Published in the Irish Mail on Sunday, 25 November 2012

The Tao of jelly tots


IT WAS revealed this week that 24% of children are more worried about the economy than about anything else. The news was greeted by a certain amount of hand-wringing, though really there’s nothing to stop us looking at it in a more cheerful light, should we choose to.

Yes, one in four children is obviously seeing too damn much of Paul Krugman, but this means three out of four are not, which suggests that the fine tradition of Keeping Things From The Children has not yet been allowed to slide, in 76% of cases at least.

The statistics were contained in a report, launched on Wednesday, entitled ‘Life as a Child and Young Person in Ireland’. In 2010, desperate to know what children think about every little thing, the Department of Children and Youth Affairs established “an oversight committee” to devise this study. (As a matter of interest, is there anyone else left in the English-speaking world who remembers what “oversight” actually means? No? Sigh.)

Every school-going child in Ireland was offered a questionnaire containing three questions – what’s the best thing about being a child in Ireland?; what’s the worst thing about being a child in Ireland?; and what one thing would you change? There were 66,705 respondents, ranging in age from four to 23. (Hang on, 23? Don’t 23-year-olds have the vote, and hence the same delusions of political influence as the rest of us adults?)

Apart from the news about youngsters fretting over the economy – which could mean you can’t afford schoolbooks or simply that your Nintendo needs are not being met – the other revelation concerned attitudes to education. Both primary and secondary school students said they believed the education system is the best thing about Ireland.

You can almost hear the teachers’ voices in this. “Now boys and girls! What do we like best about living in Ireland? Hmm? Anyone? What about SCHOOL? Aren’t we all glad we’re able to go to school every day? What did Father McCluskey say last week about the children in Africa who aren’t able to go to school? And what about teachers’ pay? Ciúnas! What are you laughing at, smart fellah?”

Coincidentally, the children surveyed also agreed that education is one of the worst things about Ireland. And yes, similarly, they were of one mind when it came to the thing they would most like to change. You’ve guessed it: education.

At the risk of appearing insensitive to nuance, doesn’t this rather highlight the futility of canvassing children’s opinions? It isn’t so much that they can’t give you a straight answer; it’s that they are absolute strangers to cognitive dissonance. The best thing about life in Ireland is jelly tots, as it so happens I have a wad of them in my cheek. Conversely, the worst thing about life in Ireland is jelly tots, because once I swallow them they are gone. The extent of my control over the availability of jelly tots is what I would most like to change.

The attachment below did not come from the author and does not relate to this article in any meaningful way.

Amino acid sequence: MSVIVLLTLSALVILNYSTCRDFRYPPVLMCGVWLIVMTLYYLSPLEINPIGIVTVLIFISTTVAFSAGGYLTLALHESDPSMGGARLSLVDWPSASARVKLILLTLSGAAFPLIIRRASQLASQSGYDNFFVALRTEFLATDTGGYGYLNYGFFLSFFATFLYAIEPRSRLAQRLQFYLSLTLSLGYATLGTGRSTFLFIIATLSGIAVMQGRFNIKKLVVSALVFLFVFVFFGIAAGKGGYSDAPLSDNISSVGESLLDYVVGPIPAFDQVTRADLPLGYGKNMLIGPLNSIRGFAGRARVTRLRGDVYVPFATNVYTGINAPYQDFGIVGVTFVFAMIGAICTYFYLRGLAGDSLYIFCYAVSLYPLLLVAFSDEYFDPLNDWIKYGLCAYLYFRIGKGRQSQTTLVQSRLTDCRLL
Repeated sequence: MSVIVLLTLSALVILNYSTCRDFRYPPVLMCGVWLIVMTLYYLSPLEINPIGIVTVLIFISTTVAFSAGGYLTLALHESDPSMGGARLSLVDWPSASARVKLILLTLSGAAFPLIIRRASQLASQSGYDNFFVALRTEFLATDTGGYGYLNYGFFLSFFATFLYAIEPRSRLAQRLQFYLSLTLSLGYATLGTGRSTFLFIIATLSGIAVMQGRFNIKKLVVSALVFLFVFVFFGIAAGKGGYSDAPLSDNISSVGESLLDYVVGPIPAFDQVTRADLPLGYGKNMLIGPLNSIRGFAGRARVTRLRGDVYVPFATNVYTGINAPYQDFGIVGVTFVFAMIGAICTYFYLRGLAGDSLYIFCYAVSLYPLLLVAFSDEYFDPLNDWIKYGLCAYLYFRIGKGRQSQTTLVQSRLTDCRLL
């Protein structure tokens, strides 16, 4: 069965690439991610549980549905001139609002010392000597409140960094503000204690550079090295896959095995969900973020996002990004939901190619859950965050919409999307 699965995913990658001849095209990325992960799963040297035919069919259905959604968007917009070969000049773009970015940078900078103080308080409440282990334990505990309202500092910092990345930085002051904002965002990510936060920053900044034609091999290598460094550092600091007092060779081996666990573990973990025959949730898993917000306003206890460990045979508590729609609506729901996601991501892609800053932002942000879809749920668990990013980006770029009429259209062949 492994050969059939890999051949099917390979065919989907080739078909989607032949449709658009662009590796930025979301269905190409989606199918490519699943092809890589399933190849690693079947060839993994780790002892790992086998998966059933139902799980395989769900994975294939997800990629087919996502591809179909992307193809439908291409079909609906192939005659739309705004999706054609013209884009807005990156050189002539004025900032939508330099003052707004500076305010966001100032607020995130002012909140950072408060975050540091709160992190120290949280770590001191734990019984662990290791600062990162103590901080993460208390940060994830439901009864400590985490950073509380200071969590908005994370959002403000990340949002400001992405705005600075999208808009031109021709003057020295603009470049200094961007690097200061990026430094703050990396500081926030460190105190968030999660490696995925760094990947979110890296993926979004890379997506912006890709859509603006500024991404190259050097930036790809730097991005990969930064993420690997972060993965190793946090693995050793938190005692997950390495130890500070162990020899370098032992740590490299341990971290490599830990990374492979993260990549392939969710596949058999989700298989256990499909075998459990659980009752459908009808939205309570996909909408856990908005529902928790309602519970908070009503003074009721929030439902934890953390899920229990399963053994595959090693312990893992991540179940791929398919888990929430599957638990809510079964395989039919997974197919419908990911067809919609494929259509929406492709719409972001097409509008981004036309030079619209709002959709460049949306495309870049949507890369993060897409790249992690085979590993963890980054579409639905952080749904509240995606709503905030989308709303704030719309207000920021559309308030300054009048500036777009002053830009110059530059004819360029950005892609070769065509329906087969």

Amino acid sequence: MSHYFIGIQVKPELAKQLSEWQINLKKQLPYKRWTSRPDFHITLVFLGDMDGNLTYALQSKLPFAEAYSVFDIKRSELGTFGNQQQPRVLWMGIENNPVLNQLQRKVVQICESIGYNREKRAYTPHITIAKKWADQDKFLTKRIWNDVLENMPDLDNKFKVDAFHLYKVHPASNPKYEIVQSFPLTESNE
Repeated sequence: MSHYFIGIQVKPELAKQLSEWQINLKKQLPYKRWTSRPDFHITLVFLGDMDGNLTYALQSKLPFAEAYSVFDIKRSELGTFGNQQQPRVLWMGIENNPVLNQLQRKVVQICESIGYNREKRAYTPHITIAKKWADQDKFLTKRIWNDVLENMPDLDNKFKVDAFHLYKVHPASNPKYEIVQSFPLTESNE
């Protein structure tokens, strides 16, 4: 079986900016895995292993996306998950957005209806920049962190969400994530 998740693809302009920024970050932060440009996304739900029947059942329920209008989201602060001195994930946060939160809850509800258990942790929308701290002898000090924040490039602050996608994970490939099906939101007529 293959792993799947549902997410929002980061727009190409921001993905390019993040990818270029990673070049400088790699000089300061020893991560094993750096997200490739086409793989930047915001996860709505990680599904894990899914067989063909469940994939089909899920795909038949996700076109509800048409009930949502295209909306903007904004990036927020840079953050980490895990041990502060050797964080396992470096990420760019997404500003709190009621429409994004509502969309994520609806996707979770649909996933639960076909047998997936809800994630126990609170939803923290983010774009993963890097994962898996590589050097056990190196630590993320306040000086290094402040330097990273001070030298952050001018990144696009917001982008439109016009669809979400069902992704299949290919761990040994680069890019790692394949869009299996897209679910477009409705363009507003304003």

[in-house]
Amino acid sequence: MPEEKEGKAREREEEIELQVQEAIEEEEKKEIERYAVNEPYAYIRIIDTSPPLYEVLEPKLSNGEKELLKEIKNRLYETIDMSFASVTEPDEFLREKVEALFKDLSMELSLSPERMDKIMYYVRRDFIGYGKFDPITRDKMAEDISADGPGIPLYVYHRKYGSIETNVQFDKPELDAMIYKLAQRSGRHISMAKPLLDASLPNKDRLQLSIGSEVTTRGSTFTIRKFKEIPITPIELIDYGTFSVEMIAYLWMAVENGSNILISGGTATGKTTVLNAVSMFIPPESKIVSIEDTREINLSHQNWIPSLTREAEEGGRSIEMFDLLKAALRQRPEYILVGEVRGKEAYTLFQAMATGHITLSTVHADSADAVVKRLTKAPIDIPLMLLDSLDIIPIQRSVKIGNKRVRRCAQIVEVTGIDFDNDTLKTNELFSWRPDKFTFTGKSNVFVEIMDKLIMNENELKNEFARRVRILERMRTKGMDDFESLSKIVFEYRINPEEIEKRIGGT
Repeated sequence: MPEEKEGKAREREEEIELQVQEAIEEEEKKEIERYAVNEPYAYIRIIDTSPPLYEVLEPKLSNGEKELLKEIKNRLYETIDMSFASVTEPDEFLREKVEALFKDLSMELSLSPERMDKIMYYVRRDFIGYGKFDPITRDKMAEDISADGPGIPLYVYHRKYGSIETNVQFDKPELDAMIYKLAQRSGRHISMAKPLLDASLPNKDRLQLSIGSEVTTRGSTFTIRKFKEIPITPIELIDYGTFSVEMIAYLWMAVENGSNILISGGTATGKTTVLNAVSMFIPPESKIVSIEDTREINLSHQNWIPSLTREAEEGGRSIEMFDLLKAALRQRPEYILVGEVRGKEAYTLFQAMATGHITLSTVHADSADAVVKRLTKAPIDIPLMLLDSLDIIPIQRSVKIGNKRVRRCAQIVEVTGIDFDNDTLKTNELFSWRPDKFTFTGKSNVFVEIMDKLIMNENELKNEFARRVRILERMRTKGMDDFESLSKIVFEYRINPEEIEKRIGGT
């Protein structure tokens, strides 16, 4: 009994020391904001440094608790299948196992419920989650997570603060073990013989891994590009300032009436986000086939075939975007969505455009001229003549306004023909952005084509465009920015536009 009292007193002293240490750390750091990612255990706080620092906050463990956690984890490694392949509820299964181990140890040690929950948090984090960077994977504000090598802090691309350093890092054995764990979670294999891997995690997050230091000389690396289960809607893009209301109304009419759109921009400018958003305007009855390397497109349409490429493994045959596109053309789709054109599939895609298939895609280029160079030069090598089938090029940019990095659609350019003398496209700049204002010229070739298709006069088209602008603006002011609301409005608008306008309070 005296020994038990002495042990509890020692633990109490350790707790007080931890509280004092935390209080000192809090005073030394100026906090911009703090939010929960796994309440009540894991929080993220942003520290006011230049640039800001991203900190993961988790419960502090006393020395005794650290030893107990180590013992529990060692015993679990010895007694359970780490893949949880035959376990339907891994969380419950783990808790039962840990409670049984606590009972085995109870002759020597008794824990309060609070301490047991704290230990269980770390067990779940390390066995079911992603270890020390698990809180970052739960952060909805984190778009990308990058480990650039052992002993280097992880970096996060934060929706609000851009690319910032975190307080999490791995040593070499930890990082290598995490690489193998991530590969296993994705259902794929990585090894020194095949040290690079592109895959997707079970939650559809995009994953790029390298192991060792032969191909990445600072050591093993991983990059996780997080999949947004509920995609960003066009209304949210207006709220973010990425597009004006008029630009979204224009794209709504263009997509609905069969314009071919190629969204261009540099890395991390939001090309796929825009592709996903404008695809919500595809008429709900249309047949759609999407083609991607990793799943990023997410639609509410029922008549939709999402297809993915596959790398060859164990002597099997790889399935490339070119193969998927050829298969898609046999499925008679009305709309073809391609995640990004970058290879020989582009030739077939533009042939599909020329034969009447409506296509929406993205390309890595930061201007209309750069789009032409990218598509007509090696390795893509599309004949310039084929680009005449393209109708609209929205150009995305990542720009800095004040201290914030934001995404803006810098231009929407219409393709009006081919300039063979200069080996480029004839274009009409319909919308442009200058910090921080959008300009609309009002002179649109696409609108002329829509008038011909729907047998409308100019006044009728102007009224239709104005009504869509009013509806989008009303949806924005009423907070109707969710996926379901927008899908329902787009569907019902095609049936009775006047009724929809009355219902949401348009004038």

Another of children’s top dislikes is the weather, although again for competing reasons. Dublin boy (9) complained there isn’t enough snow; Cavan girl (9) complained there’s too much. This is like the Goldilocks of sociological studies.

And all the ancient, festering divisions are there too, in microcosm. “The best thing about being a child in Ireland is that there are sports like tennis and hockey,” said Dublin boy (9). Contrast this with Cork boy (10), who said: “The best thing about being a child in Ireland is that we are the only country in the world that plays GAA”.

One ten-year-old girl in Co Wicklow must have been relieved at the chance to ventilate what was clearly a backlog of grievances. She cited: “Not being part of Britain. School uniforms. People driving too fast. Hard, boring subjects. People being mean on the school bus. Unfair games at PE, also boring games. School starts too early. Church being ages away. Ruthless, mean kids”. Grow up quickly, child. Liveline needs you.

By contrast, other children in the survey are made of the sort of stuff that will guarantee their happiness in perpetuity. “There is a lot of space in the country… There is a lot of things to do, like fishing. The people are nice,” said Taoist Mayo boy (13).

It will take a lot more than an economic slump to ruin the contentment of Taoist Mayo boy, and others like him. But if they could change one thing (apart from the education system), the children all agreed they would put an end to the recession. That’s an aspiration that, while we all earnestly share it, is a bit like wishing you could persuade Mum and Dad to stop handing over all your jelly tots to unsecured bondholders.